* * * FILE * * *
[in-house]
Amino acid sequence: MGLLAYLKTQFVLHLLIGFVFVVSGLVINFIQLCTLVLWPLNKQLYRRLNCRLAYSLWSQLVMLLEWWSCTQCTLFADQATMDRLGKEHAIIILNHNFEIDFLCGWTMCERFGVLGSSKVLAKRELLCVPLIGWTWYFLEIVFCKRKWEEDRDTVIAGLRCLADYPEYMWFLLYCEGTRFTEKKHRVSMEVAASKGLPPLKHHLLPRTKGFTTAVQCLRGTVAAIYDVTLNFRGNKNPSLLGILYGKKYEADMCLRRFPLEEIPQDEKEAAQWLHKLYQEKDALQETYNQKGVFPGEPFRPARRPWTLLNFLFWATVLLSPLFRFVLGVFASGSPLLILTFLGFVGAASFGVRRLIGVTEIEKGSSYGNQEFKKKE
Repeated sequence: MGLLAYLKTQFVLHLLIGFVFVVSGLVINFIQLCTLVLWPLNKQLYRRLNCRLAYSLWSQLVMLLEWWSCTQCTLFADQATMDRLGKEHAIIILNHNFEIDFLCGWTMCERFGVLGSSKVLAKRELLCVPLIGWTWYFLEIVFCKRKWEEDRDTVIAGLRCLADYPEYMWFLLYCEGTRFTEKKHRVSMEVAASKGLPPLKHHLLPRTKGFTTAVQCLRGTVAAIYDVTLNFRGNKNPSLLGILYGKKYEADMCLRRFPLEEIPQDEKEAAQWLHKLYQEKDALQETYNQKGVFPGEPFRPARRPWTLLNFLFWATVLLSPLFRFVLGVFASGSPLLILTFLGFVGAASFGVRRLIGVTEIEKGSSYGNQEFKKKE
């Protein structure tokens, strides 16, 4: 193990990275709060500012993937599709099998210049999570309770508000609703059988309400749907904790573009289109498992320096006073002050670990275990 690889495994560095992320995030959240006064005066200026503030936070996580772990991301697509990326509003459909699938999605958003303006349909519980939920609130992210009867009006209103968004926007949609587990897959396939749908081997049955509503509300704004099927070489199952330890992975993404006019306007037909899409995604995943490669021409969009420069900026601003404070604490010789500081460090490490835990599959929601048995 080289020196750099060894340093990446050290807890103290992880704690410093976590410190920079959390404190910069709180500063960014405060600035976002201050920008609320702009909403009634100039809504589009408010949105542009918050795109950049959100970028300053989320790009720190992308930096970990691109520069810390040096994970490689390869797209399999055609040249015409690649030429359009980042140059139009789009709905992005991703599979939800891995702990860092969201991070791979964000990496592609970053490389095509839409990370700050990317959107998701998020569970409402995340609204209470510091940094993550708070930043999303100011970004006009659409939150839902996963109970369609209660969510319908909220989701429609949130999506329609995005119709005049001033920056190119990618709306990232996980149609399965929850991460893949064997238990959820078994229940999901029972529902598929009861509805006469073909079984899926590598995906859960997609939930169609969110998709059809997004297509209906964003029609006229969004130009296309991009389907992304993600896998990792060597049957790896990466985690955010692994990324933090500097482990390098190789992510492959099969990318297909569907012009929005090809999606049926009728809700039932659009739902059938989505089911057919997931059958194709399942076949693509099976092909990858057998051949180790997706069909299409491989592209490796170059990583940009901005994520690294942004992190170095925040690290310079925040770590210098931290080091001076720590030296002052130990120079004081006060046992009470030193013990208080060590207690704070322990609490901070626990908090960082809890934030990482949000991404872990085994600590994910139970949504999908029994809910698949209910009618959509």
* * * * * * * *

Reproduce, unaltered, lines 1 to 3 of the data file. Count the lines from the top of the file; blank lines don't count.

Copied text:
[in-house]
Amino acid sequence: MGLLAYLKTQFVLHLLIGFVFVVSGLVINFIQLCTLVLWPLNKQLYRRLNCRLAYSLWSQLVMLLEWWSCTQCTLFADQATMDRLGKEHAIIILNHNFEIDFLCGWTMCERFGVLGSSKVLAKRELLCVPLIGWTWYFLEIVFCKRKWEEDRDTVIAGLRCLADYPEYMWFLLYCEGTRFTEKKHRVSMEVAASKGLPPLKHHLLPRTKGFTTAVQCLRGTVAAIYDVTLNFRGNKNPSLLGILYGKKYEADMCLRRFPLEEIPQDEKEAAQWLHKLYQEKDALQETYNQKGVFPGEPFRPARRPWTLLNFLFWATVLLSPLFRFVLGVFASGSPLLILTFLGFVGAASFGVRRLIGVTEIEKGSSYGNQEFKKKE
Repeated sequence: MGLLAYLKTQFVLHLLIGFVFVVSGLVINFIQLCTLVLWPLNKQLYRRLNCRLAYSLWSQLVMLLEWWSCTQCTLFADQATMDRLGKEHAIIILNHNFEIDFLCGWTMCERFGVLGSSKVLAKRELLCVPLIGWTWYFLEIVFCKRKWEEDRDTVIAGLRCLADYPEYMWFLLYCEGTRFTEKKHRVSMEVAASKGLPPLKHHLLPRTKGFTTAVQCLRGTVAAIYDVTLNFRGNKNPSLLGILYGKKYEADMCLRRFPLEEIPQDEKEAAQWLHKLYQEKDALQETYNQKGVFPGEPFRPARRPWTLLNFLFWATVLLSPLFRFVLGVFASGSPLLILTFLGFVGAASFGVRRLIGVTEIEKGSSYGNQEFKKKE